October 14th, 2021
In Los Angeles, garment workers like Maria, Elizabeth, and Carlos are earning around $6 an hour. That’s because they’re paid through the piece rate system, where workers earn pennies per garment sewn instead of earning an hourly wage. “These industries are run by millionaires,” Maria from the Garment Workers Center shared on the Los Angeles Justice for Jeyasre Speaking Tour stop, “and they have us enslaved.”
A new law in California, the Garment Workers Protection Act, will end this practice by making major fashion brands responsible for paying garment workers minimum wage. Previously, when workers filed wage theft claims, the suppliers and factories would be responsible for the wages. But, they didn’t have the money to pay back the workers, so they’d often just close or use other tricks to avoid financial responsibility. This bill will make the people at the top of the supply chain, the brands, responsible for wage theft claims.
The Justice for Jeyasre campaign is also fighting to hold brands accountable for working conditions at their factories. At the Los Angeles Speaking Tour stop, both campaigns used the opportunity to share their strategies with one another and join forces. With nearly 60 people in attendance at the speaking tour’s Los Angeles stop, workers and organizers generously shared their power analysis and stories from their campaigns. Members from the Garment Workers Center, the Western States Regional Joint Board (WSRJB) of Workers United, Remake, Fashion Revolution USA, Workers United 75, Bet Tzedek Legal Services, Warehouse Worker Resource Center, and United Students Against Sweatshops spoke about protesting, advocating at the state capitol, and building coalitions to support the bill.
After years of struggling to get workers their owed wages, these groups focused on brand accountability and won.
“We fought for the Garment Worker Protection Act for 2 years”, said Daisy Gonzalez, the Lead Member Organizer with the Garment Workers Center, “but winning legislation is just one strategy. We also want to learn about binding agreements. We want our work to be a model to you, and your work to be a model to us as well.”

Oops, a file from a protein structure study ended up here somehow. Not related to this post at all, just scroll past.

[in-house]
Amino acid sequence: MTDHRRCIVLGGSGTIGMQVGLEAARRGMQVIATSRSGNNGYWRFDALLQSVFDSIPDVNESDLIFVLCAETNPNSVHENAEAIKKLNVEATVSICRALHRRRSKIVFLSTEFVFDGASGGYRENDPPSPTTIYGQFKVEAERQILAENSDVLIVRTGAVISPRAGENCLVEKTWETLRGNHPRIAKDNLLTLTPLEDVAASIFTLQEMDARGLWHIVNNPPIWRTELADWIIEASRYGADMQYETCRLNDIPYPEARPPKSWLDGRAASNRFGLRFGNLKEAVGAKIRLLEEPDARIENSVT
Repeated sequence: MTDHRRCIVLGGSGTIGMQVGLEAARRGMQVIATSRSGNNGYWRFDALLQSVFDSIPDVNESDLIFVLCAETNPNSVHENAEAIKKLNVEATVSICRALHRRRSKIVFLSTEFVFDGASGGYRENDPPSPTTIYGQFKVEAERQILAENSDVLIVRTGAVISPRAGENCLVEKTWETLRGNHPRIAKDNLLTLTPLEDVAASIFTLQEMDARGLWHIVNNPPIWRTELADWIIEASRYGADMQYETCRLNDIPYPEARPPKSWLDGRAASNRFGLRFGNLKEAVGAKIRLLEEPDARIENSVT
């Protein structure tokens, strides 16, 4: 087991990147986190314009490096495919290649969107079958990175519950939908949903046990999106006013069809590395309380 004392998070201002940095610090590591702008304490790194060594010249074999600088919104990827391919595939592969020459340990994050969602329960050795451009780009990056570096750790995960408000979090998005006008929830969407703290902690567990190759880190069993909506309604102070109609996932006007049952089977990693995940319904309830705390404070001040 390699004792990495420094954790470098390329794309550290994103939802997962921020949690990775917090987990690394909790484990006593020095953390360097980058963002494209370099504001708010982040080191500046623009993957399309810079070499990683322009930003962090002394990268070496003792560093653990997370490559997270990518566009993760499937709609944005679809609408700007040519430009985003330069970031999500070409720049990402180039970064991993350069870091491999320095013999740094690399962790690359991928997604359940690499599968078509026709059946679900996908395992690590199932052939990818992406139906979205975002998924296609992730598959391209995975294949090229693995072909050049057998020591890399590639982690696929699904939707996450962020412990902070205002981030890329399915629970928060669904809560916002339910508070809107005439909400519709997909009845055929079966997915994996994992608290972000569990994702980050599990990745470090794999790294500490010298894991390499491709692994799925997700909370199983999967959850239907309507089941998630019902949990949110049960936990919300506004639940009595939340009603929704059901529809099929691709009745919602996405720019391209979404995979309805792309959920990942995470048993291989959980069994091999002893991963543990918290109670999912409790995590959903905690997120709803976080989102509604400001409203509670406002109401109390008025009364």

The Justice for Jeyasre campaign is also fighting to hold brands accountable, but through a set of enforceable and binding agreements between brands, their supplier, and the TTCU. These would include monitoring, remediation, and prevention of gender-based violence and harassment as well as protecting workers’ freedom of association. We know, from Jeyasre’s story, that suppliers create coercive workplaces, rife with sexual harassment and violence to push workers into producing extremely high volumes of clothing at very low wages, and to block them from unionizing. This allows fashion brands to make huge profits. The Justice for Jeyasre campaign puts the responsibility back on brands, who ultimately profit from the low cost and high production of workers in their suppliers’ factories, to end these practices.
Garment workers in California and India work and organize in different contexts, and therefore build different strategies to win justice. But, when workers and organizers connect those strategies and build global solidarity our campaigns become even stronger.
As Maria Rivera, the Regional Manager from WSRJB said, “Your fight is our fight. We’re always fighting against these gigantic corporations. We have the strength and we have the heart.”